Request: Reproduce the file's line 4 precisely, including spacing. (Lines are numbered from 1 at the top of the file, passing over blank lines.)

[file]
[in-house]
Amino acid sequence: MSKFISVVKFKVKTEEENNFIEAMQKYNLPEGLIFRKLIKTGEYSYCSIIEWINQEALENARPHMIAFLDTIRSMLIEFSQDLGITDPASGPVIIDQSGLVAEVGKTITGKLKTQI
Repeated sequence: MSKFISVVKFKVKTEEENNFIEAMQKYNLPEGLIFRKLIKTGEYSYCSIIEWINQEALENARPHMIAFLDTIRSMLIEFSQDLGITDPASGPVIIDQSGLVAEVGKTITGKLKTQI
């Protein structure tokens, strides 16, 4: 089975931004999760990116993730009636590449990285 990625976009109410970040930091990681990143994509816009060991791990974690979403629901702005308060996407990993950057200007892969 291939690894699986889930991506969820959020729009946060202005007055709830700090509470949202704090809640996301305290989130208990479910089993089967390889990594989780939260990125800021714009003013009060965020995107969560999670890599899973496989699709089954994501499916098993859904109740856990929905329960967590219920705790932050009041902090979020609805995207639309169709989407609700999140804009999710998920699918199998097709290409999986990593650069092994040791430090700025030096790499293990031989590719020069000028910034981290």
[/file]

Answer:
């Protein structure tokens, strides 16, 4: 089975931004999760990116993730009636590449990285 990625976009109410970040930091990681990143994509816009060991791990974690979403629901702005308060996407990993950057200007892969 291939690894699986889930991506969820959020729009946060202005007055709830700090509470949202704090809640996301305290989130208990479910089993089967390889990594989780939260990125800021714009003013009060965020995107969560999670890599899973496989699709089954994501499916098993859904109740856990929905329960967590219920705790932050009041902090979020609805995207639309169709989407609700999140804009999710998920699918199998097709290409999986990593650069092994040791430090700025030096790499293990031989590719020069000028910034981290």